KM: My inspiration comes from all other expressions of humanity, from theatre, from music, dance. There’s still so much to understand from what’s the language of the 21st century, how people write and read, how people watch, how people perceive what’s this century’s music as opposed to 19ths century music. When we will understand the structural differences in these linguistic patterns, then the way we design can take a more contemporary shift. The inspiration I think is life. I don’t say people, because this is a limited answer. But life is a more broad universe. Anything can be inspiration, from the cosmos, to the waves, the sun. It’s an endless inspiration but just to really understand the way of the universe, the rules of it, to be a part of it, to help it, to be more friendly with it. Not to overcome nature, but to be a humble part of it. Which we are, but we might sometimes not be aware of.
A: Everything now is recorded, posted, everything’s accessible all the time, everywhere. Do you think that in your own work, in the products that you produce, how do you stay ahead?
KM: The way I look at it, I love this change, because I think this makes things much more democratic. When I go back to the analogy of the music. Before it was recorded, it was for the privileged, it was played for the kings and the church, always the top privileged parts of the society, and they listened and experienced original Beethoven playing in their house in Wien. Nowadays by the time it’s recorded, it’s for everyone, and it’s a much more wider spread. Everyone can experience, can hear it, it’s much more democratic.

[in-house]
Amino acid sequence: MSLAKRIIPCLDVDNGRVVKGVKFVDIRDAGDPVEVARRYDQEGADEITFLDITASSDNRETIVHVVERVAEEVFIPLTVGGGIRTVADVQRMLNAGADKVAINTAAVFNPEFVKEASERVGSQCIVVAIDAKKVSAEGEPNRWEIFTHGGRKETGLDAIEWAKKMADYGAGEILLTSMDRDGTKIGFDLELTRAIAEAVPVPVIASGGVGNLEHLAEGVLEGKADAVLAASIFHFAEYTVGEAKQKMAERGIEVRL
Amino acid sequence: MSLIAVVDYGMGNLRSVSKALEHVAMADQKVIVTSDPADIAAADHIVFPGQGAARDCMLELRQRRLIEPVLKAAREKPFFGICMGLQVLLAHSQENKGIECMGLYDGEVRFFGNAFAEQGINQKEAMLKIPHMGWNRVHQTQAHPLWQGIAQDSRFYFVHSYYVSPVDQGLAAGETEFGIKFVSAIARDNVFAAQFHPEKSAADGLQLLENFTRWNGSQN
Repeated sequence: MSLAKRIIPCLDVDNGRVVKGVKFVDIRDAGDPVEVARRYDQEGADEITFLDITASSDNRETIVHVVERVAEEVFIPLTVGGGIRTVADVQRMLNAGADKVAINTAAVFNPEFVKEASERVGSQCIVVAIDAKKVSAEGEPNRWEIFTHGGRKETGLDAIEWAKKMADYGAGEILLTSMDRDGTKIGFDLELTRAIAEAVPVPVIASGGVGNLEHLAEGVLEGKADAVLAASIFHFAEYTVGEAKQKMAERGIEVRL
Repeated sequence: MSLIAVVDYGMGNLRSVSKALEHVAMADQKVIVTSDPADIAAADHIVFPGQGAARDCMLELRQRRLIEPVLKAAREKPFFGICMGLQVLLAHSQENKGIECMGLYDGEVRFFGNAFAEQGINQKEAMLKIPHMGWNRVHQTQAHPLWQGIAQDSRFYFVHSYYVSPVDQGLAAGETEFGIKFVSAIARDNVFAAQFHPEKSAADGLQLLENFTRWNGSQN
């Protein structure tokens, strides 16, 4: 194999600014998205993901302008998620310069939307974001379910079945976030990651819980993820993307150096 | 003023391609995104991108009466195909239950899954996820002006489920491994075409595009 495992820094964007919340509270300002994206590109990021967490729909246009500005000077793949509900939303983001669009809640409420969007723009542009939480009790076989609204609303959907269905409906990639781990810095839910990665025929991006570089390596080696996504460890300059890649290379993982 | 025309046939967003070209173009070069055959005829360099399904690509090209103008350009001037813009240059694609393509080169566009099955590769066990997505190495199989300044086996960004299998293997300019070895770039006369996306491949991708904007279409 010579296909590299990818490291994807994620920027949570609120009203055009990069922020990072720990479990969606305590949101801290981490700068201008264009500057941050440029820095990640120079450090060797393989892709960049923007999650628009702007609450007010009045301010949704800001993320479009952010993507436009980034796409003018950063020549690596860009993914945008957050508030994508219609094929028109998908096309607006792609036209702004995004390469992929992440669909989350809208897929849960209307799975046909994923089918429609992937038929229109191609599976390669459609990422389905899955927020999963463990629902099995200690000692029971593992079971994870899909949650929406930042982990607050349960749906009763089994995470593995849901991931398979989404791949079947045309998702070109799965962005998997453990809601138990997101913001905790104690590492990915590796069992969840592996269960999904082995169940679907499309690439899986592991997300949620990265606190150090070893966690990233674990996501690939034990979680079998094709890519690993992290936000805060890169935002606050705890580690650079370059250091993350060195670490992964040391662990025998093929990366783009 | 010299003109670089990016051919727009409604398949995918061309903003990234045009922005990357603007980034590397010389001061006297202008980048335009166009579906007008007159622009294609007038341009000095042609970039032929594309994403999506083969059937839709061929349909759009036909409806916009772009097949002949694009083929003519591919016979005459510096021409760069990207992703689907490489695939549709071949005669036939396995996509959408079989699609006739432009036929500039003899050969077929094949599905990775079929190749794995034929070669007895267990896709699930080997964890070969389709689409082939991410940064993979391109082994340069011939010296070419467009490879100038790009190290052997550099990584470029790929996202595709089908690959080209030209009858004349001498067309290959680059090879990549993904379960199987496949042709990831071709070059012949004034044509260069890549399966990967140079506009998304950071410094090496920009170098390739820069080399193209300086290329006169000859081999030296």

I go back and I listen to Beethoven or the sonatas, I listened to his sonatas for the past five years from 14 different pianists, and still if I listen I often discover parts I’ve never heard this part before. How can you listen to music for hundreds of times and still you’re surprised in the hundredth time as if you listening to it for the first time. How can you write music like this in 1802? It’s impossible, there are so many layers, it’s so complex, seems so easy, but it is also so universal. It speaks to everyone doesn’t matter if it’s German music, if it’s Swiss or Indian. Geographically or universally it connects to a cosmic language.
A: What’s your favorite product of everything you’ve designed?
KM: A recent one called Oblivion. It’s named after Astor Piazzolla’s tango, the best tango ever written if you ask me. The product is like a giant bomb in the work place. A huge thing that opens a large space which is not dedicated to a particular thing. It’s 6 meters in the diameter, it’s 4 and a half meters in height and works like a giant pod. It comes in different heights, different widths.
I tried to change this relationship between owning your place or using places. People generally are used to have “my desk, my pedestal, my chair.” If you have less of things that belong to me, and more that belong to us, in a communal way, I think this it is better. I’ll try to make an example with a city. Imagine a city only with houses which people privately own and 90% is like this, and imagine a city where more than 80% is communal, the parks, the rivers, the lakes, streets, the more communal experience a city has, the richer the city is.
For more information about ICFF please visit our event page here.